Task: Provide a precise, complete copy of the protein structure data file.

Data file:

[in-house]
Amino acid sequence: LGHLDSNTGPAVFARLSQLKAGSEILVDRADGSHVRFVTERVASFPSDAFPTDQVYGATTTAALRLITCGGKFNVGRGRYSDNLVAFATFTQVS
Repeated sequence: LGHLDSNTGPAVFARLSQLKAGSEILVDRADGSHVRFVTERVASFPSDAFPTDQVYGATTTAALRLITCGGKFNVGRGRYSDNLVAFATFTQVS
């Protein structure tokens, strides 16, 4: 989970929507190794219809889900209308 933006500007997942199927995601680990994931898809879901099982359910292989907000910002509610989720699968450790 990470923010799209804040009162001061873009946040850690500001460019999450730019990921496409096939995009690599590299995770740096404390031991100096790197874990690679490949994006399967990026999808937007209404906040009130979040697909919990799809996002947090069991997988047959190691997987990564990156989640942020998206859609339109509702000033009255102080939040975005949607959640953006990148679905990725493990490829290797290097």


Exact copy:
[in-house]
Amino acid sequence: LGHLDSNTGPAVFARLSQLKAGSEILVDRADGSHVRFVTERVASFPSDAFPTDQVYGATTTAALRLITCGGKFNVGRGRYSDNLVAFATFTQVS
Repeated sequence: LGHLDSNTGPAVFARLSQLKAGSEILVDRADGSHVRFVTERVASFPSDAFPTDQVYGATTTAALRLITCGGKFNVGRGRYSDNLVAFATFTQVS
């Protein structure tokens, strides 16, 4: 989970929507190794219809889900209308 933006500007997942199927995601680990994931898809879901099982359910292989907000910002509610989720699968450790 990470923010799209804040009162001061873009946040850690500001460019999450730019990921496409096939995009690599590299995770740096404390031991100096790197874990690679490949994006399967990026999808937007209404906040009130979040697909919990799809996002947090069991997988047959190691997987990564990156989640942020998206859609339109509702000033009255102080939040975005949607959640953006990148679905990725493990490829290797290097």